Fiduciaries must establish and implement a process to continually evaluate and assess plan functions and investments, and document these deliberations and decisions;
Fiduciaries must remember to always act in accordance with plan terms;
Plan fees and revenue-sharing arrangements must be carefully and continuously scrutinized and benchmark to insure value to the plan;
Fiduciaries must carefully consider the issue of float income;
Fiduciaries could be held personally liable for breaches of fiduciary duty:
Fiduciaries must ensure that plan documents contain proper language to provide fiduciaries with very broad discretion to interpret plan language.

Finally, Corporate senior managers and Boards of Directors must also be cognizant of these considerations. ERISA liability applies to the organization as well as individual fiduciaries and can be financially material. Oversight of 401k and other benefits plans must be an ongoing topic of Board deliberations.

Refresh Your Knowledge: The Fair Credit Reporting Act (FCRA): Do You Know Your Obligations When Conducting Employee Background Checks?

The Fair Credit Reporting Act (“FCRA”) details the procedures employers must follow when using consumer reports to make employment decisions – typically when deciding whether to hire or promote applicants or current employees (i.e., “consumers”). Under the Act, a “consumer report” can include criminal background checks, credit reports, driving records, civil lawsuits, reference checks and other information obtained by a consumer reporting agency and provided to an employer. The purpose of the FCRA is to insure that information regarding consumers is gathered, disclosed, and used in a confidential, accurate, and relevant manner.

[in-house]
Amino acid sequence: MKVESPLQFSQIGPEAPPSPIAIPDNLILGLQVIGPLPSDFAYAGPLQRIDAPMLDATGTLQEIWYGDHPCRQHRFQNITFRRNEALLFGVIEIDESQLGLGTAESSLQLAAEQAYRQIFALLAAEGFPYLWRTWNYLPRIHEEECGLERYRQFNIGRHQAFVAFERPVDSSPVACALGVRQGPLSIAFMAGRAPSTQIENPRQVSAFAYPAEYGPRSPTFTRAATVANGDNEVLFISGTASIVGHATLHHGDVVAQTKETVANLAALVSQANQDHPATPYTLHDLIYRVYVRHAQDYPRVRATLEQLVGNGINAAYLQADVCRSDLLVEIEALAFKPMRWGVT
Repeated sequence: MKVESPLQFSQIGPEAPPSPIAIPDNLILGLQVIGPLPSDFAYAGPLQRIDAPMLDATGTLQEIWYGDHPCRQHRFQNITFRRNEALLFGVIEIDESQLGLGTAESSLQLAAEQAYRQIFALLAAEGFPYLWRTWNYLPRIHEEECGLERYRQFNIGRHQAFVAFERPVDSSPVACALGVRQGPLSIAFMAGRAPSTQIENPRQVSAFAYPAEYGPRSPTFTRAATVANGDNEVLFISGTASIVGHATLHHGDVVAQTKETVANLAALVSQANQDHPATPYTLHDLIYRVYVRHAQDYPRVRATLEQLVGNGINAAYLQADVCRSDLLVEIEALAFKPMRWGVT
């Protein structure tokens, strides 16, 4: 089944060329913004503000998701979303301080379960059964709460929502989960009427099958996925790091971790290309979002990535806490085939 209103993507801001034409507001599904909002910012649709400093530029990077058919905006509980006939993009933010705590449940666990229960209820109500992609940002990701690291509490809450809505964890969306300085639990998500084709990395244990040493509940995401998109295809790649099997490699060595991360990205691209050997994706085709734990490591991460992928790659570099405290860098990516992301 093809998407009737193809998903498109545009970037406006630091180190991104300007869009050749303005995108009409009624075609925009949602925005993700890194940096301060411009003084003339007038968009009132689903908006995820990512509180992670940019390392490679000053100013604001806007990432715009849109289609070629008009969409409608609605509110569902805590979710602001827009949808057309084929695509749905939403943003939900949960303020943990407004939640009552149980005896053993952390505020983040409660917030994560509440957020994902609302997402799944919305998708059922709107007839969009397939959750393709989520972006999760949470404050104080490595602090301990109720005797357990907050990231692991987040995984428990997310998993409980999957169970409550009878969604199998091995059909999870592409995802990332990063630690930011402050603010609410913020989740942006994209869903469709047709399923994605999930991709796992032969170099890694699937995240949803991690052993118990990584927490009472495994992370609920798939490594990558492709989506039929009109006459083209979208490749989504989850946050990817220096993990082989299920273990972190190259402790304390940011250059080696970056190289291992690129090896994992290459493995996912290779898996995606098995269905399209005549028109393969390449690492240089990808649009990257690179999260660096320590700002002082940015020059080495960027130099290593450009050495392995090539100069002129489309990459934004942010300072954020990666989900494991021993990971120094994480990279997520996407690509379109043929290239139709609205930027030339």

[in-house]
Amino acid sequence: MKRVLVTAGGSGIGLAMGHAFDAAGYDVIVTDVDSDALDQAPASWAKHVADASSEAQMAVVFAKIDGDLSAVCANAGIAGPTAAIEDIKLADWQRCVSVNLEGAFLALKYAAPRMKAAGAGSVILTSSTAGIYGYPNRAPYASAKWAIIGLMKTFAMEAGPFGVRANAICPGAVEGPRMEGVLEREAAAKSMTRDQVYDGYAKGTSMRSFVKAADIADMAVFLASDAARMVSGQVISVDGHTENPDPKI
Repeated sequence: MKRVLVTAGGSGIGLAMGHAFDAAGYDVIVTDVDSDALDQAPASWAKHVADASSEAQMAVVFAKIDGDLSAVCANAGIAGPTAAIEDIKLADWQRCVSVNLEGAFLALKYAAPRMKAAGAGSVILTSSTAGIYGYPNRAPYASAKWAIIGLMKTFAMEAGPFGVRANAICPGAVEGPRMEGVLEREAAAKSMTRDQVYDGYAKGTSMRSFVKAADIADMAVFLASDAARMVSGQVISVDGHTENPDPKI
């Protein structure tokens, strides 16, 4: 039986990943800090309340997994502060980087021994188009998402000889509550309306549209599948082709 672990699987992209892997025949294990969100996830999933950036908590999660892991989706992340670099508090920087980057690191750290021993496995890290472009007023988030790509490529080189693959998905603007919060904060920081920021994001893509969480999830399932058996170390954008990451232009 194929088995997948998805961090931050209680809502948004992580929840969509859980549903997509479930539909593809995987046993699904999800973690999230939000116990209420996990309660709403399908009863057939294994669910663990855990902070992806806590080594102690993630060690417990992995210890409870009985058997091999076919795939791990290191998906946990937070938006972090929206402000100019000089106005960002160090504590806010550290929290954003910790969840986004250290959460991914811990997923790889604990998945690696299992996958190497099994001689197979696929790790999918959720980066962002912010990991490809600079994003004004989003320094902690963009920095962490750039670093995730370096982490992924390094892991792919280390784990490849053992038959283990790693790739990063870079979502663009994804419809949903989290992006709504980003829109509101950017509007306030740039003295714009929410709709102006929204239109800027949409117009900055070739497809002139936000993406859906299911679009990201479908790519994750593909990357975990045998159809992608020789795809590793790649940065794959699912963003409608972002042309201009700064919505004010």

What are an Employer’s Obligations Under the FCRA?

An employer has specific duties it must perform at each stage of the hiring and/or promotion process when relying, even in part, on a background check or other consumer report to make an employment decision.

Prior to Obtaining a Consumer Report: Before an employer can obtain any type of consumer report as part of a background check, the employer must:

Disclose to the consumer in writing that a consumer report may be obtained for employment purposes. This notice must be contained in a document that consists solely of the disclosure.
Obtain written authorization from the consumer permitting the employer to obtain the report.